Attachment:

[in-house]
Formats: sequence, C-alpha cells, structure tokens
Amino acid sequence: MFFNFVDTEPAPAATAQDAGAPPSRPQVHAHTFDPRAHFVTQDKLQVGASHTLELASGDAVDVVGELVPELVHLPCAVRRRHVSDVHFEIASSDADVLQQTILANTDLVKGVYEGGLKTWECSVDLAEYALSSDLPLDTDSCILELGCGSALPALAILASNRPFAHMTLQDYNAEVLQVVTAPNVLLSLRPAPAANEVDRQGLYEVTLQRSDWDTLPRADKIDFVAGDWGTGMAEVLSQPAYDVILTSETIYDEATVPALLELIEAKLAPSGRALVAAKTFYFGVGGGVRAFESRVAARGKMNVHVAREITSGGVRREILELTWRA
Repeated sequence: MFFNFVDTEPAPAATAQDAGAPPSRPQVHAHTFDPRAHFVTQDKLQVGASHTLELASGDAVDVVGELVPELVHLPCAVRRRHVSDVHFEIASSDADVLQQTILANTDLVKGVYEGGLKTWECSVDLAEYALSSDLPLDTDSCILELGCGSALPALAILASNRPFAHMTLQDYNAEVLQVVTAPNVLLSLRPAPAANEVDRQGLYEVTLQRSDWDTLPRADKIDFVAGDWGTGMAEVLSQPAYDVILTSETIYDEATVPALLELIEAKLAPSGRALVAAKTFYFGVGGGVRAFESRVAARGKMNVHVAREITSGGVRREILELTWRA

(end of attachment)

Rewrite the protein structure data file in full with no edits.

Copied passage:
[in-house]
Formats: sequence, C-alpha cells, structure tokens
Amino acid sequence: MFFNFVDTEPAPAATAQDAGAPPSRPQVHAHTFDPRAHFVTQDKLQVGASHTLELASGDAVDVVGELVPELVHLPCAVRRRHVSDVHFEIASSDADVLQQTILANTDLVKGVYEGGLKTWECSVDLAEYALSSDLPLDTDSCILELGCGSALPALAILASNRPFAHMTLQDYNAEVLQVVTAPNVLLSLRPAPAANEVDRQGLYEVTLQRSDWDTLPRADKIDFVAGDWGTGMAEVLSQPAYDVILTSETIYDEATVPALLELIEAKLAPSGRALVAAKTFYFGVGGGVRAFESRVAARGKMNVHVAREITSGGVRREILELTWRA
Repeated sequence: MFFNFVDTEPAPAATAQDAGAPPSRPQVHAHTFDPRAHFVTQDKLQVGASHTLELASGDAVDVVGELVPELVHLPCAVRRRHVSDVHFEIASSDADVLQQTILANTDLVKGVYEGGLKTWECSVDLAEYALSSDLPLDTDSCILELGCGSALPALAILASNRPFAHMTLQDYNAEVLQVVTAPNVLLSLRPAPAANEVDRQGLYEVTLQRSDWDTLPRADKIDFVAGDWGTGMAEVLSQPAYDVILTSETIYDEATVPALLELIEAKLAPSGRALVAAKTFYFGVGGGVRAFESRVAARGKMNVHVAREITSGGVRREILELTWRA